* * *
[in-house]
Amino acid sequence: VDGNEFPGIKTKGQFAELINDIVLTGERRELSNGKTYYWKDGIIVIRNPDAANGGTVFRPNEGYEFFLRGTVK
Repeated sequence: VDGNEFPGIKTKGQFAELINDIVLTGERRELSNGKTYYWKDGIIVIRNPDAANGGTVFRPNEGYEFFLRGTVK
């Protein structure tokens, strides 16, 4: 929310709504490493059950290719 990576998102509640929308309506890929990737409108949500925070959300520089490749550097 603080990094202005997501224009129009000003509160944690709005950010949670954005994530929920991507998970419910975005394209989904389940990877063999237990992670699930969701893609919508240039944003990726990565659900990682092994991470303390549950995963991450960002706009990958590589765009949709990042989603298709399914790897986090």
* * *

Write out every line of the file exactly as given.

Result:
[in-house]
Amino acid sequence: VDGNEFPGIKTKGQFAELINDIVLTGERRELSNGKTYYWKDGIIVIRNPDAANGGTVFRPNEGYEFFLRGTVK
Repeated sequence: VDGNEFPGIKTKGQFAELINDIVLTGERRELSNGKTYYWKDGIIVIRNPDAANGGTVFRPNEGYEFFLRGTVK
């Protein structure tokens, strides 16, 4: 929310709504490493059950290719 990576998102509640929308309506890929990737409108949500925070959300520089490749550097 603080990094202005997501224009129009000003509160944690709005950010949670954005994530929920991507998970419910975005394209989904389940990877063999237990992670699930969701893609919508240039944003990726990565659900990682092994991470303390549950995963991450960002706009990958590589765009949709990042989603298709399914790897986090």